Situated on Rue du Cul-de-Sac, the street has earned the name Umbrella Alley thanks to the dozens of colourful blue and white umbrellas hanging over the street creating dappled shade to the cafes and street below. Look up and on a perfect day you’ll see hints of fluffy white clouds between the umbrellas while later the umbrella shapes are seen in the shadows on the pavement. We enjoyed the streetscape while sampling delicious French Onion Soup at Q-De-Sac Resto-Pub located right by the umbrellas. https://www.quebec-cite.com/en/quebec-city/cutest-streets

Wine and Dine on the “Party Street” of Grande Allée

As far as the eye can see, gorgeous sidewalk cafes, restaurants and bars nestle along the tree-lined street called Grande Allée. This is where Quebec’s nightlife happens. You can feel the city come to life as locals and tourists alike wait in line to dine at the many renowned restaurants or stop in for a nightcap at a local bar, nightclub, or microbrewery. Yes, they fill the sidewalk cafes, but a word of warning: be prepared to wait in line for a seat, but it’s well worth the wait. We enjoyed a fabulous dinner of Flank Steak at Restaurant Louis-Herbert, served on the patio where guests can enjoy people watching along with fine dining. The street is located just a few blocks from the Plains of Abraham and the Parliament Buildings and even enters Old Quebec through the Saint-Louis Gate. Take the time to stroll down the street to admire the Victorian architecture of homes built in the latter part of the 19th century. https://www.quebec-cite.com/en/what-to-do-quebec-city/grande-allee

Check out the 34 Giant Lamp Shades Hanging Above Cartier Avenue as Part of the Lightemotion Outdoor Art Exhibit

Most city streets are illuminated at night, but this is a bit different. As part of an outdoor art gallery project by lighting-design firm Lightemotion, dozens of enormous eight-by-five-foot lampshades hang above Cartier Avenue. Each shade is printed with artwork by Alfred Pellan and Fernand Leduc from the permanent collection of the Museé National des Beaux-Arts du Québec. Lightemotion.ca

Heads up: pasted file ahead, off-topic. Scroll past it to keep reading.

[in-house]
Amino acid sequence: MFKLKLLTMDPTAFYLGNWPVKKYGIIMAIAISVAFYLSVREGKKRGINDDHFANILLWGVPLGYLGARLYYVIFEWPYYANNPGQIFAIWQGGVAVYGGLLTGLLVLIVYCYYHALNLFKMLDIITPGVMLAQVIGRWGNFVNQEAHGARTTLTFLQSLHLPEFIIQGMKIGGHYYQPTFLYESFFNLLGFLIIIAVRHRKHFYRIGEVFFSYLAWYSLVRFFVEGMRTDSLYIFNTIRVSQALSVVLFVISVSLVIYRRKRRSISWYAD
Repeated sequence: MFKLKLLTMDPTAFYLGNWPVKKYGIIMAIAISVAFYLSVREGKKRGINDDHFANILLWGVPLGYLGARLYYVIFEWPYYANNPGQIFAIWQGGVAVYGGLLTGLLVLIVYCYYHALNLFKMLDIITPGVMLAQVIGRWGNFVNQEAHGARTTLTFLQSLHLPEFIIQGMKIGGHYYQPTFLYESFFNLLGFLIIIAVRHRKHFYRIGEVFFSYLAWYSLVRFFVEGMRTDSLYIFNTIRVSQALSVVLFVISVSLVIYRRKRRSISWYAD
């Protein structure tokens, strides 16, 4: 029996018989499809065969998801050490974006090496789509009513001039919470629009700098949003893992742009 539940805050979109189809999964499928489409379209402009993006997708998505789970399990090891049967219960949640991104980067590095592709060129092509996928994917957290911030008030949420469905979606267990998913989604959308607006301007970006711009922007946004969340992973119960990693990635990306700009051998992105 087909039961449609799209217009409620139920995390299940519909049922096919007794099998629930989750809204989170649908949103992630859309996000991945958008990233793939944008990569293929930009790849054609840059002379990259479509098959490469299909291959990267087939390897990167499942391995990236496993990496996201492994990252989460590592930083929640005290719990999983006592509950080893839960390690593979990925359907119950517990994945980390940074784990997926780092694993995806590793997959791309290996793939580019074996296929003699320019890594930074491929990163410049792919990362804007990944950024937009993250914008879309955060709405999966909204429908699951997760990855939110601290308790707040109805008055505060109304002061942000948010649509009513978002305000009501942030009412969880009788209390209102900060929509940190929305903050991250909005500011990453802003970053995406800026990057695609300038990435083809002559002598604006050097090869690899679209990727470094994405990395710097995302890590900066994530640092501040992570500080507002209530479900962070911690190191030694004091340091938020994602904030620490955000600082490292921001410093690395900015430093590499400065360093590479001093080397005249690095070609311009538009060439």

Visit the Quebec Aquarium to see More Than 10,000 Specimens Representing 300 Species of Mammals

Exotic fish, amphibians, reptiles—you will see them all at the Quebec Aquarium. The kids will delight as they watch marine mammals like polar bears, walruses and seals frolic and play in their outdoor home. Pavillon des Profondeurs is a popular exhibit where you can watch jellyfish, string rays and sea horses in action. https://www.quebec-cite.com/en/businesses/aquarium-du-quebec

Take a River Cruise on the St. Lawrence for a View Like None Other

Admire a view of Old Quebec and the Chateau Frontenac from the vantage point of the St. Lawrence River. AML Croisieres operates various river cruises including the Dinner Cruise which includes a 3-Course Table D’hôte Dinner aboard the Louis Jolliet. Cruises even take you close to Montmorency Falls for a stunning view. Watch the sunset over the river and the city for an evening you won’t forget. https://www.croisieresaml.com/en/plan-your-cruise/quebec/tout/

Montmorency Falls photo by Quebec City Tourism

Visit Montmorency Falls and Walk the Suspension Bridge!

Just a 20-minute drive from Old Quebec Parc de la Chute-Montmorency is home to Montmorency Falls. The 83-metre-high waterfall is actually30 metres higher than Niagara Falls! Walk the panoramic circuit where you will discover various lookout points and a series of platforms on various levels to observe the falls plunging into the St. Lawrence River. For those who dare, walk the suspension bridge where you will feel the waterfall roaring beneath your feet! There’s also a gondola which offers a panoramic view of the falls. https://www.quebec-cite.com/en/businesses/parc-de-la-chute-montmorency

Sainte-Anne-de-Beaupré Basilica, photo by Quebec City Tourism

See Sainte-Anne-de-Beaupré Basilica Where “Miracles Happen”

The two pillars filled with crutches left behind by people who have been healed is evidence enough that miracles can and do happen at the famous shrine. Located just 20 minutes from Quebec City, the shrine welcomes almost a million visitors annually. Saint Anne was the mother of Mary and is the patron saint of Quebec. She is known for healing. In 1658, a few acres were donated to build the church and during construction, miracles started happening and continue, according to the website which states: “There are many cases of people who have been healed after praying to Saint Anne.” The Shrine of Sainte-Anne-de-Beaupré is one of the oldest pilgrimage sites in North America. https://sanctuairesainteanne.org/en/saint-anne/favours-obtained

by Laurie Wallace-Lynch

Other articles from totimes.ca – otttimes.ca – mtltimes.ca